Please use this identifier to cite or link to this item: http://hdl.handle.net/11054/1264
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dc.contributorHarrington, Patricken_US
dc.date.accessioned2019-02-21T02:10:10Z-
dc.date.available2019-02-21T02:10:10Z-
dc.date.issued2017-
dc.identifier.govdoc01238en_US
dc.identifier.urihttp://hdl.handle.net/11054/1264-
dc.description.abstractIntroduction: Epiploic appendagitis is an uncommon, usually benign but exquisitely painful inflammation of the adipose appendages that are located on the colon. It can prove to be a diagnostic dilemma and may be mistaken for diverticulitis, appendicitis or indeed in this case ovarian torsion leading to unnecessary admission, administration of antibiotics or surgical procedures. Methods: I present the case of a morbidly obese nursing student who presented with severe left iliac fossa pain in the setting of a known left ovarian cyst. She was initially thought to have ovarian torsion but at laparoscopy was discovered to have this infrequent and self‐limiting non‐gynecological condition. Results: Epiploica are pedunculated protrusions of fatty, serosa covered structures found along the entire course of the colon but more common and generally larger in the transverse and sigmoid colon. Each appendage has its own blood supply and they are greater in size, more abundant and most obvious in patients with increased BMI and in those who have recently lost weight. Acute torsion causes ischemia and infarction with aseptic fat necrosis and spontaneous venous thrombosis. While epiploic appendagitis itself is quite rare the type encountered in this case‐ that in the descending colon‐ is the least frequently occurring at 2%. Diagnosis primarily relies on imaging modalities such as CT with the most common finding being mesenteric stranding, fat density ovoid lesions with surrounding inflammation, occasionally there is a high‐attenuated dot within the inflamed appendage representing a thrombosed draining vein. Discussion: I discuss the clinical manifestations, appropriate diagnostic tools and management of this condition.en_US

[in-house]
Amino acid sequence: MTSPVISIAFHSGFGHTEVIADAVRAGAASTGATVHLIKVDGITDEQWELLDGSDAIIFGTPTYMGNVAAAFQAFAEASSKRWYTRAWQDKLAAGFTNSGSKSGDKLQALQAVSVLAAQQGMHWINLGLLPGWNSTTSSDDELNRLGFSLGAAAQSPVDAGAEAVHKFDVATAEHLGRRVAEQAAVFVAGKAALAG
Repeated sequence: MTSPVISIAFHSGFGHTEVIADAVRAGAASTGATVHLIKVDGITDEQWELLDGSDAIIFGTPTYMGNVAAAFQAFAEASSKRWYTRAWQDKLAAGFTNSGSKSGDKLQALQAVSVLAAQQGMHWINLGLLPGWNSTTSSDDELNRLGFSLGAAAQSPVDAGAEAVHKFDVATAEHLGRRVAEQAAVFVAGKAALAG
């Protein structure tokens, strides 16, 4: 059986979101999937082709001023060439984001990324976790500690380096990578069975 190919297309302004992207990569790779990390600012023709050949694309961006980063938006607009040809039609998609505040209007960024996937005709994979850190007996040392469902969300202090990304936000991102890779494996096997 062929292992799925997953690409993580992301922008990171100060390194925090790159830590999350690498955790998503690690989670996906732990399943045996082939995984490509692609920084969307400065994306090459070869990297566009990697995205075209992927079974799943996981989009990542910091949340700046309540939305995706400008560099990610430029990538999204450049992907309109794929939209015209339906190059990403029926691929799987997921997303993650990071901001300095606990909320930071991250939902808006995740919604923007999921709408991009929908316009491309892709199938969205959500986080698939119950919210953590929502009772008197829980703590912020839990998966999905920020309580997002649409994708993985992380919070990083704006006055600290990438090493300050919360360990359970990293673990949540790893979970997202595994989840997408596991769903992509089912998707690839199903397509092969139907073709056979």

dc.description.provenanceSubmitted by Gemma Siemensma (gemmas@bhs.org.au) on 2019-02-07T01:15:48Z No. of bitstreams: 0en
dc.description.provenanceApproved for entry into archive by Gemma Siemensma (gemmas@bhs.org.au) on 2019-02-21T02:10:10Z (GMT) No. of bitstreams: 0en
dc.description.provenanceMade available in DSpace on 2019-02-21T02:10:10Z (GMT). No. of bitstreams: 0 Previous issue date: 2017en
dc.titleEpiploic appendagitis – an uncommon cause of pelvic pain in the obese female.en_US
dc.typeConferenceen_US
dc.type.specifiedPosteren_US
dc.bibliographicCitation.conferencedateOctober 29th – November 1sten_US
dc.bibliographicCitation.conferencenameRoyal Australian and New Zealand College of Obstetricians and Gynaecologists 2017 Annual Scientific Meetingen_US
dc.bibliographicCitation.conferenceplaceAuckland, New Zealanden_US
dc.subject.healththesaurusEPIPLOIC APPENDAGITISen_US
dc.subject.healththesaurusADIPOSE APPENDAGESen_US
Appears in Collections:Research Output

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